Wouldn't hurt to get both an AOA indicator and some acro training.

Both are cheap compared to a set of Bose headsets and an iPad as far as return on cash spent (my opinion).

I would hope that if I ever got a plane of my own and installed one that I would use it to "feel" the envelope as a training aid. Similar to how a stall horn is a tool, I would not want to bet my life on an AOA indicator and fly by it alone.

Last thought - I wonder what point in fatal stall-spin accidents that are too close to the ground to recover did the stall horn go off, and would the pilot have had adequate warning with an AOA indicator? We will never know. But someone with an AOA tool can do a spin test and see how quickly they can get themselves into trouble (or not) before the AOA warnings go off. Maybe its not how close you are to the stall, but how quickly it can alert before conditionz deteriorate into a quick stall.
Here is an FAA video addressing your question. And I agree with what you said.

I'm having trouble with the 3rd paragraph 2nd sentence. Can you dive into that? The wing stalls from the root out to the aileron. And if the CG is the mid point, is not the wing tip moving slower than the root? Rotational inertia. If so how does it reconcile with what you said? https://en.m.wikipedia.org/wiki/Moment_of_inertia

The wingtip is moving 113 feet per minute slower than the root, compared to the forward airspeed of over 6000 feet per minute at 60 knots. Adding yaw (too much rudder) will increase that a bit, but it's still a small fraction of overall airspeed.

A 60-knot forward speed, turning at twice rate one (or 360 degrees per minute; rate one is 360 degrees in two minutes), has a radius of nearly 2000 feet. That 36-foot wingspan is a tiny fraction of that radius, and the difference in airspeed across it is similarly tiny. The descending turn's helix differential is what makes base-to-final turns sensitive, and introducing a skid increases that differential; adding inside aileron (cross-controlling) increases it far more. All the pilot has to do now is get too slow.

The wingtip is moving 113 feet per minute slower than the root, compared to the forward airspeed of over 6000 feet per minute at 60 knots. Adding yaw (too much rudder) will increase that a bit, but it's still a small fraction of overall airspeed.

A 60-knot forward speed, turning at twice rate one (or 360 degrees per minute; rate one is 360 degrees in two minutes), has a radius of nearly 2000 feet. That 36-foot wingspan is a tiny fraction of that radius, and the difference in airspeed across it is similarly tiny. The descending turn's helix differential is what makes base-to-final turns sensitive, and introducing a skid increases that differential; adding inside aileron (cross-controlling) increases it far more. All the pilot has to do now is get too slow.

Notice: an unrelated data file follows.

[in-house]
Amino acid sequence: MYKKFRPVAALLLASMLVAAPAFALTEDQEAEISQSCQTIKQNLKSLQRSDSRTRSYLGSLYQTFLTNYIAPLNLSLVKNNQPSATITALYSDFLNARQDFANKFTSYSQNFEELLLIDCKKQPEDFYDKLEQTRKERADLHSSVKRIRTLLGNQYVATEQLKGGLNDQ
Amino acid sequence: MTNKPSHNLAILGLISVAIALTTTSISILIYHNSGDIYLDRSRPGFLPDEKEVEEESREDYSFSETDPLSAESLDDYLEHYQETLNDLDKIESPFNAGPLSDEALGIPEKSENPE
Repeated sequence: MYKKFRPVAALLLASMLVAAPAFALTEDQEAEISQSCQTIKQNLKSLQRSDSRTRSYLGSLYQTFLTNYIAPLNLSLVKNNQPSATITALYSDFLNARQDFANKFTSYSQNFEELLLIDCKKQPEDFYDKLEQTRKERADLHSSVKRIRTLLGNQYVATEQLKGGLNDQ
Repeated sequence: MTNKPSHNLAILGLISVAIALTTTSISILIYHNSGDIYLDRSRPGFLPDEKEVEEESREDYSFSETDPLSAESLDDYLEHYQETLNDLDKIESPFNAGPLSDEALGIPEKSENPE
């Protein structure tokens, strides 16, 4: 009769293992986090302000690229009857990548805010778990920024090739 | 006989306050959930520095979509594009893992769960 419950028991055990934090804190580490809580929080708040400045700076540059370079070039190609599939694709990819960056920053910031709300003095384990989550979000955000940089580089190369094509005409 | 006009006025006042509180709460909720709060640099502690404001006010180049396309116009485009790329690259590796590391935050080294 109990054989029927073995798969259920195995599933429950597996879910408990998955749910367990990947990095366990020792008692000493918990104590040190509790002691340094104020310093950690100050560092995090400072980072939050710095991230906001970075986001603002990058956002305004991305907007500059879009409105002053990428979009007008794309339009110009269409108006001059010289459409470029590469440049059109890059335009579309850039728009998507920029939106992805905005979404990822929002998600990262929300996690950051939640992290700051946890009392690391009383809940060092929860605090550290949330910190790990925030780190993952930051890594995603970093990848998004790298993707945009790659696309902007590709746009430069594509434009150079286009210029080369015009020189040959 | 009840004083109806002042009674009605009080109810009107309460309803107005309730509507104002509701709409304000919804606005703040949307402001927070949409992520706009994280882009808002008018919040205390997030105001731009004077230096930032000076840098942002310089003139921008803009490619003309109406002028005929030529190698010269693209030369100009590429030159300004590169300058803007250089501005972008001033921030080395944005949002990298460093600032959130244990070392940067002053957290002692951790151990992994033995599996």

Dan, I have to admit I have never heard your explanation. I searched some textbooks and online and do not find a reference. I am very intrigued with your premise and if you have some reference material to direct me to, that would be great.

How about explaining WHY you think he is wrong. That way we may all be able to learn something.

I thought it was common knowledge. Look at any explanation or graph of CLmax, for example, the current PHAK starting on page 5-3 under the subheading "Lift" and continuing on to page 5-4.

The wing stalls at (or infinitesimally beyond) CLmax. The angle of attack for CLmax and that for a stall are indistinguishable. To say the stall warning device is not activated until CLmax is silly.

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LOL. "Common Knowledge" isn't always so common. I just wanted you to clearly define the argument.

Eman1200 posted this video recently in another thread and I thought it was a great help to me to explain the dynamics of this.
I'm a new student and I felt his explanation put it all into place.
I'm trying to remember, I think if I recall correctly in this instance the stall doesn't happen from the root of the wing out, but at the tip?

So, what are the recovery control inputs? Obviously, trying to lift the stalled wing will increase the AOA, making things worse. Prevention is preferred, but that doesn't work, what do you do to recover?
I once entered an inadvertent stall once. Fortunately, my instructor was old school and had taught me spin recovery.

I flew an an airplane with an AOA indicator day before yesterday. A C172 with an Alpha Systems indicator. It was the "donut and chevrons" style mounted above the glare shield a little to the left, about in line with my left shoulder. It was intuitive and easy to use. The sensor was on the right wing pretty close to the fuselage, I think in the first inspection panel out. I thought it was closer in than should have been, but it was at least out of directly behind the propellor. I did do a forward slip on one approach to get down when I did a short approach. A right aileron, left rudder slip, maybe about 10-15 degrees left of straight ahead. It was easy to stay on the "blue donut" without any significant change in elevator pressure. It still seems to me that being in uncoordinated flight should make for some error in what these things indicate. Next time I take that plane out I'm going to get up to altitude and do some full rudder deflection slips both into and away from the sensor and see what it looks like. I expect that things might not be as they seem when the fuselage gets in the way of the sensor when slipping with full right rudder.